[Technott’s] at it again, this time extending the Playstation 3 with a wireless interface. This handheld isn’t actually a PS3. It provides a wireless connection to your PS3 to receive audio and video, as well as to manage controller data. Think of it as a wirelessly tethered handheld that allows you to play Playstation when your wife is watching the Real Housewives. This is similar in size to his Xbox 360 WVI but the case shape and appearance are a big step up (not that we disliked that one). We’ve embedded a video tour of the device after the break.
Continue reading “PS3 wireless visual interface”
[Photodesaster] put together a panoramic digital camera using a scanner and some miscellaneous parts. You may remember seeing something like this about six months ago and originally about five years back. The parts used here work together nicely. The sensor board from the scanner is mounted to a metal plate along with a 50mm lens. The plate is mounted to a hard drive platter that is turned via belts connected to the original scanner motor. This way, when you tell the computer to scan an image, the lens is rotated to capture the panorama. The use of an 18V tool battery is a nice portability hack for the scanner circuitry.
Judging from this 71MP image he has achieved some remarkable results.
[Joseph] wrote in to tell us about his Ikea Dioder hack. The Dioder is a lighting system with a silly name from Ikea. It is basically 4 RGB LED bars that are connected to a controller that will cycle their colors in different manners. They aren’t individually addressable, and at $50 aren’t really that great of a deal for people who could build their own. [Joseph] thought that maybe, if the features could be extended, it could be a decent lighting system. He bought it and began searching. Disappointed by the lack of hacks available, he cracked it open and began brainstorming. Ultimately, he decided to interface it with his computer. He can now control it with software, so making an ambilight clone shouldn’t be too difficult.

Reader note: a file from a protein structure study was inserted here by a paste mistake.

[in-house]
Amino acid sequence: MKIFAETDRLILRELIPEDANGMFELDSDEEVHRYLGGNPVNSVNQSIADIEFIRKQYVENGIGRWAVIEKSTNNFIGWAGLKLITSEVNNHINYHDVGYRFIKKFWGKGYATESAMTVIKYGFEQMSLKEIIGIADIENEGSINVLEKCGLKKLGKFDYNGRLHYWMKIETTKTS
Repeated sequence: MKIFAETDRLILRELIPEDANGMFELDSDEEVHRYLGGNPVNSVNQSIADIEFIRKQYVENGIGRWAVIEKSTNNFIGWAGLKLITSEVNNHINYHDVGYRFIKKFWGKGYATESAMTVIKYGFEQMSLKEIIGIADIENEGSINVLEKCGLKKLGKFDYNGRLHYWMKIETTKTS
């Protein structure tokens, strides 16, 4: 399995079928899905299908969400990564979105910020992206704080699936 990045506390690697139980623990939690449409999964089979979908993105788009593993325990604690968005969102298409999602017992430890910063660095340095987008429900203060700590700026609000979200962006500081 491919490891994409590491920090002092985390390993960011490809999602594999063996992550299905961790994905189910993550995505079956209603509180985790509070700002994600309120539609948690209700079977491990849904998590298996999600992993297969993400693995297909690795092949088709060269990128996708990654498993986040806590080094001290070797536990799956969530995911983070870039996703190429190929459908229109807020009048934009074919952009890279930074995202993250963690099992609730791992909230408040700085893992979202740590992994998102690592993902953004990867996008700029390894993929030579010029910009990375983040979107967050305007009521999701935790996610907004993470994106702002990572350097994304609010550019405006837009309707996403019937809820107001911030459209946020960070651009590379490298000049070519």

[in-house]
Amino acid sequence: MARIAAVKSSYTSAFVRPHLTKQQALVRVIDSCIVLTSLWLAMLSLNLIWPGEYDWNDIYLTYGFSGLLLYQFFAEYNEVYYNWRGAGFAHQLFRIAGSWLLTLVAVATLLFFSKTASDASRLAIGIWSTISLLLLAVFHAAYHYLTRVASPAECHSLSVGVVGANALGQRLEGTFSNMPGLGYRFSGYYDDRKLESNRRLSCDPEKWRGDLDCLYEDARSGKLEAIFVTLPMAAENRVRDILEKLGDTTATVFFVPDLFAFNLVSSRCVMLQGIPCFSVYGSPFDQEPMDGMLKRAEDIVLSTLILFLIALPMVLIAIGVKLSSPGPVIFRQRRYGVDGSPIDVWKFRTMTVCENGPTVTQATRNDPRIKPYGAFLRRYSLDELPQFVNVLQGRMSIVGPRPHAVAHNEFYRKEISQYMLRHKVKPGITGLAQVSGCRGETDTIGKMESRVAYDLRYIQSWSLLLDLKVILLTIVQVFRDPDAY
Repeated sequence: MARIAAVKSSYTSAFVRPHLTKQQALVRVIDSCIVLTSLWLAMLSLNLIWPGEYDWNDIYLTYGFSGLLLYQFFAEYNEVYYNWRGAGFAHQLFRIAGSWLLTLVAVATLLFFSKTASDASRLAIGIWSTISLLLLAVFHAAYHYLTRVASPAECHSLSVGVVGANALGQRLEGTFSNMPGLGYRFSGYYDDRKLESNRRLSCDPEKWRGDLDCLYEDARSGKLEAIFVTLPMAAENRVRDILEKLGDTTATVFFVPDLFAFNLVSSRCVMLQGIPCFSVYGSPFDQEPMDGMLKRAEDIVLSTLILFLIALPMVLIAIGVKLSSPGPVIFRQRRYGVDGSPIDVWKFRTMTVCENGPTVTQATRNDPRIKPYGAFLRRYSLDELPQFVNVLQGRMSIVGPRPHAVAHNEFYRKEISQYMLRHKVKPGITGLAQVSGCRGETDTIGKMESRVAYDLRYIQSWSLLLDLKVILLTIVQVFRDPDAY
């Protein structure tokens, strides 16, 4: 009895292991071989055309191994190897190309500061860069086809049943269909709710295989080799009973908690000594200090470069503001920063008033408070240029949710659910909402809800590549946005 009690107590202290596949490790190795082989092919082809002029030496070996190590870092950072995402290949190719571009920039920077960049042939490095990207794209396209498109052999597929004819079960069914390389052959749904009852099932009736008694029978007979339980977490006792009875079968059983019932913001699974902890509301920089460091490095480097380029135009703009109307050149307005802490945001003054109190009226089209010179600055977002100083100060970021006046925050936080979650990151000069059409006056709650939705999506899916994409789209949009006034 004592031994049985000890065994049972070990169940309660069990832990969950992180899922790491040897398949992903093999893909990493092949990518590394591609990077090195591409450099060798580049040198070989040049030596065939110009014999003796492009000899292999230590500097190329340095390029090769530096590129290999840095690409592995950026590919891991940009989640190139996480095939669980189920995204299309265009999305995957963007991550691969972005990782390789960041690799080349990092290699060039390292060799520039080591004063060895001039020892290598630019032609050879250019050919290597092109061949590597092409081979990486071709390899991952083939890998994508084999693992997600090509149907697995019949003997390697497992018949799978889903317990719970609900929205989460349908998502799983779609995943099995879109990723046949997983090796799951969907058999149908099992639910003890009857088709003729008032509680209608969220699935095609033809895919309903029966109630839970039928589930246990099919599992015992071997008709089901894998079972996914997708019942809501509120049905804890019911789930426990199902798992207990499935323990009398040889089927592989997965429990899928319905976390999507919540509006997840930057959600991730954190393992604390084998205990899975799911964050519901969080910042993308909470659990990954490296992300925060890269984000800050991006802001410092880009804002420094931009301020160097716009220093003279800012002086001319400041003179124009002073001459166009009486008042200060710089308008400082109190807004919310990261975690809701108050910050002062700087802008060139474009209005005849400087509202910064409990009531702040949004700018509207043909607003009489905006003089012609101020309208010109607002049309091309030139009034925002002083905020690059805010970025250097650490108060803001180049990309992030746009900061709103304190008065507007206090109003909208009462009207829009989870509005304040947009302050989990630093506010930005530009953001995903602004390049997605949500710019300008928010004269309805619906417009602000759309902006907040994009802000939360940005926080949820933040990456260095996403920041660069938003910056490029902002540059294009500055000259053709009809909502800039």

He does mention that he thought of making 4 independent drivers so that each light bar could be a different color. We agree that this would be the next logical step, possibly even rewiring for individual access to each LED.
[bunnie] posted this pretty slick way of getting composite video out of a Chumby. The Chumby is an open source connectivity device that has already seen some decent hacking. This modification, done by [xobs] isn’t too difficult. It only requires patching into some pads on the motherboard and loading a custom kernel to support the external output.
We asked for CNC projects, and wow did you guys deliver!
First up is [J-J Shortcut’s] MDF based CNC. He’s made three thus far, with the most recent costing about 180 euro and taking 2 months to build.
[Qwindelzorf] has also constructed a multitude of CNC machines including this industrial size router and this smaller miller.
Finally, [Mick’s] large steel CNC which just made its first cut only a week ago!
Keep up the great work guys, CNC machines are not easy to build and your accomplishments are ones for the record books.
Hackaday is going to the 2010 Consumer Electronics Show in Las Vegas. This year’s show runs January 7-10 and we’re going to use every minute to scout out hacking’s past and future. We’re looking for hacks from the past that have made it into new, commercially available electronics. We also want to get a look at the products that we’ll all be cracking open at some point in the future.
Do you know of something being exhibited that we shouldn’t miss? Tell us what to look out for in the comments.
This art installation uses buttons made of light. A projector fills up the walls and ceiling of a room while a webcam monitors the pattern for changes. When the luminosity of a given area changes due to a shadow, a midi event is triggered. The software that controls the system is written in C# and uses the Emgu CV library to handle the image processing. In the video after the break you can see that creating shadows with your hands prompts changes in the image as well as the sound.
Continue reading “Shadow buttons”